eleanor and park By: Rainbow Rowell, Reviewed By: Jennifer Pineda


Eleanor and Park are two sixteen-year-olds forced to sit on a school bus together in the 1980s in Omaha, Nebraska. The two could not be more different. Eleanor, the new girl in town, was a tall red head who had trouble making new friends, was anti-social, dressed weird, and had a bad home life. Park, a bleak half-Korean comic book-lover, was a short guy who had an average home, and school life, and was only trying to figure his life and himself out. After moving to a new home, Eleanor had to endure her stepfather (whom she did not get along with) and four younger siblings. Eleanor had never had a room to herself, and had very few things under her name. Life was miserable and the only way she could control herself was to bury herself in books and music. Park also had his own issues. Park felt as if he could never fit in, so he kept to himself. The first time they met, Park was very mean to her, but with time and patience, they were able to form an understanding through comic books, mixed tapes, and short, quiet conversations, all of which led them to fall in love with each other.

Personal Review

I believe Rainbow Rowell shows us the beauty in the broken. When I first read Eleanor and Park, it reminded me of how sweet love can be, but also how cruel the world can be. Eleanor and Park is an achingly good book about love and outsiders. It will take you through a journey of tears, happiness, confusion, and life lessons. Eleanor and Park is a good book for anyone that can read, is in love, is not in love, and/or just enjoys romance novels. I truly recommend you reading this book, but I must warn you, when you pick it up you will not want to put it down! What I most loved about this book was how it left you in need for more, in need for more answers, in need for more endings. I loved how it made me catch butterflies, and reminded me of similar situations... How it made my heart warm, cold, and broken all at the same time.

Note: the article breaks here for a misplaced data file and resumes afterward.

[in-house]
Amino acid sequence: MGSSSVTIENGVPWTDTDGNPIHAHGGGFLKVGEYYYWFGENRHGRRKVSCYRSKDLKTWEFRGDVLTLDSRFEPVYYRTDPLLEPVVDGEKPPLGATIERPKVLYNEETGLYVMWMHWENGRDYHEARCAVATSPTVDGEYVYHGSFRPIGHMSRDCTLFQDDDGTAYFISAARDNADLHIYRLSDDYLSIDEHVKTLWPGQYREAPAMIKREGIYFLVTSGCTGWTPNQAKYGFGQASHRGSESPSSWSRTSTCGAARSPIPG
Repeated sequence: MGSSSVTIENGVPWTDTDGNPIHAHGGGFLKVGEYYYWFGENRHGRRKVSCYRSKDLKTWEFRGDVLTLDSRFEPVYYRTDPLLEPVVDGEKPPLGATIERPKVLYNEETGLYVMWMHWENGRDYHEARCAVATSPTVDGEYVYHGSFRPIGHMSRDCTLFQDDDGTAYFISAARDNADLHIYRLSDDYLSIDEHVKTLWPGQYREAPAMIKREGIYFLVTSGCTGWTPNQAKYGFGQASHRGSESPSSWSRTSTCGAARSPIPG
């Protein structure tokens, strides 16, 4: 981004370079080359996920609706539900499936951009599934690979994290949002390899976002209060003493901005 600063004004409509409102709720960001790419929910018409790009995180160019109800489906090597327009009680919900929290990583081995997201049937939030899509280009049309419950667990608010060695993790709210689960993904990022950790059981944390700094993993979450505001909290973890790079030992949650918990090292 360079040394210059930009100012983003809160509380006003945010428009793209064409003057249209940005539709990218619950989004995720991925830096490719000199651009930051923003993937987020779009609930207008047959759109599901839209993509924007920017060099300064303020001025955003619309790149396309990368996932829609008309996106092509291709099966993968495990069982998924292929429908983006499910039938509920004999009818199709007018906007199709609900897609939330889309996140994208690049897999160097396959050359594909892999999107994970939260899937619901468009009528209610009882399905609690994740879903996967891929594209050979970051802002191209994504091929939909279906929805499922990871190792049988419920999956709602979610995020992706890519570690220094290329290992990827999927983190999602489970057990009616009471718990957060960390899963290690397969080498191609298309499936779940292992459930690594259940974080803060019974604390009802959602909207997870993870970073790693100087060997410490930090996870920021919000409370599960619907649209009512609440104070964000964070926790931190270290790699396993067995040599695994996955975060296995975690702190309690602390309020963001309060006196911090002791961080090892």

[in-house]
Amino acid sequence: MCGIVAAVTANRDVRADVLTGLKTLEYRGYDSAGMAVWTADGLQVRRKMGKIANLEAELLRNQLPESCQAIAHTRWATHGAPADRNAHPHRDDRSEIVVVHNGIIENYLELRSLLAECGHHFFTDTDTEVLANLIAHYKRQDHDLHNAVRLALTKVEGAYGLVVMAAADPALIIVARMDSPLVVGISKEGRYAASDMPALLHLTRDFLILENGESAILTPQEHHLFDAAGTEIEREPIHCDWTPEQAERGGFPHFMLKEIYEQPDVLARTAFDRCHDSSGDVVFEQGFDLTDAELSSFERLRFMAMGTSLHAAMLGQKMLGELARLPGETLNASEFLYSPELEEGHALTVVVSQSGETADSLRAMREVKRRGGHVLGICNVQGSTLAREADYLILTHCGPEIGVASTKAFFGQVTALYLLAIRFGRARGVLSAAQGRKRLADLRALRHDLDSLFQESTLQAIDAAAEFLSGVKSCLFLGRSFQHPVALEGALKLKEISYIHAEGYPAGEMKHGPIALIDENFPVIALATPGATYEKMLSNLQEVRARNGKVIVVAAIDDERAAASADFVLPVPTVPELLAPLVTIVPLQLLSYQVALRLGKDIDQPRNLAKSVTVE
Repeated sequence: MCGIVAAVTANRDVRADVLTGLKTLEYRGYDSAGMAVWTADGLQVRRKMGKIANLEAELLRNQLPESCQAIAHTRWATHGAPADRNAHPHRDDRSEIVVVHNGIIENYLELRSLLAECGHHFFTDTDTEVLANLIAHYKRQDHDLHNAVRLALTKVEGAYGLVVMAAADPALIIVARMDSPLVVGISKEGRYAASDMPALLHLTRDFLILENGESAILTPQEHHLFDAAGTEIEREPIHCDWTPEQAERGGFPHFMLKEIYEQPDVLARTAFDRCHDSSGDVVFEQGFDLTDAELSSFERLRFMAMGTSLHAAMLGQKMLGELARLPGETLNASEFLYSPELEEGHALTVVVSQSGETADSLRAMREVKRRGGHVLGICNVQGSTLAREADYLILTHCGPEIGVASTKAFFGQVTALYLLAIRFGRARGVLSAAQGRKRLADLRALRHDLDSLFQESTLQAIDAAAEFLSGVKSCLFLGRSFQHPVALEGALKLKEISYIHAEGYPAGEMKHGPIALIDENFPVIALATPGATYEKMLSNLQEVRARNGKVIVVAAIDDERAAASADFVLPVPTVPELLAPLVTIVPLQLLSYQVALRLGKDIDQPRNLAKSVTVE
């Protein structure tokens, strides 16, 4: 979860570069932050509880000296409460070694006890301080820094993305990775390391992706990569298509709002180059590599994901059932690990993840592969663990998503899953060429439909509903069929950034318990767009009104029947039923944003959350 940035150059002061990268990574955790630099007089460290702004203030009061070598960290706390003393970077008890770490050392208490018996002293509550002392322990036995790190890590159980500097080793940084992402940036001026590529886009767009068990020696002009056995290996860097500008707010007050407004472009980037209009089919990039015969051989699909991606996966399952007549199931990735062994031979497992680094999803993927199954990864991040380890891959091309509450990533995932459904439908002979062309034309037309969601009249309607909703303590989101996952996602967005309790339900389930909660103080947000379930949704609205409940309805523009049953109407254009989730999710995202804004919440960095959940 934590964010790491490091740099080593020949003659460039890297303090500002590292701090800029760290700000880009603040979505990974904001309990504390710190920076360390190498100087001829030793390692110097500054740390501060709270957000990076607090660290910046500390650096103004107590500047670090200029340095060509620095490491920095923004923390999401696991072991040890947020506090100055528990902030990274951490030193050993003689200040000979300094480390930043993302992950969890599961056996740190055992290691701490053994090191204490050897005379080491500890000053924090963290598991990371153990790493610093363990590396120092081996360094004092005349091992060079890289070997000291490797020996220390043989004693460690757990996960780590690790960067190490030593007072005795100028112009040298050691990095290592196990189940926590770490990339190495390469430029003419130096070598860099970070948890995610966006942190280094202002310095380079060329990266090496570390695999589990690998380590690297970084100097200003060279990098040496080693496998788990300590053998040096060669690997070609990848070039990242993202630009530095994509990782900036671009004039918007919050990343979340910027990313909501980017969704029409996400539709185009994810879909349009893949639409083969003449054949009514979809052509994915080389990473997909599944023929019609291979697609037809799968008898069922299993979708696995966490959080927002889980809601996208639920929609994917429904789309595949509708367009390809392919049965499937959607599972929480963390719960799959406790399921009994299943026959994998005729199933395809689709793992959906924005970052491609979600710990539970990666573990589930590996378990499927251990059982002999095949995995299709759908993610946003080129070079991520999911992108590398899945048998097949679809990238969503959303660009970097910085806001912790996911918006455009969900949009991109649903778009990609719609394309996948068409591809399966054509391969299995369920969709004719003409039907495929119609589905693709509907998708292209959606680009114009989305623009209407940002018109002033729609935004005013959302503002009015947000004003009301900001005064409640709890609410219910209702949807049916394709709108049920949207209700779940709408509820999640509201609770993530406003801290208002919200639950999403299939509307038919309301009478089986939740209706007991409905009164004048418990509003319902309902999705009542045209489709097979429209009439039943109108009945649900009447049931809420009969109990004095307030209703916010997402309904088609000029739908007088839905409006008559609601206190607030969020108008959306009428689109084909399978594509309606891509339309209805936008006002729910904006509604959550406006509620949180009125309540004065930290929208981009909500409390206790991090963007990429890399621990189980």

The little booklets are comic books, the beers represent her bad home life/step-dad, headphones represent music, other two represent love.
She never looked nice. She looked like art, and art wasn't suppose to look nice; it was suppose to make you feel something.

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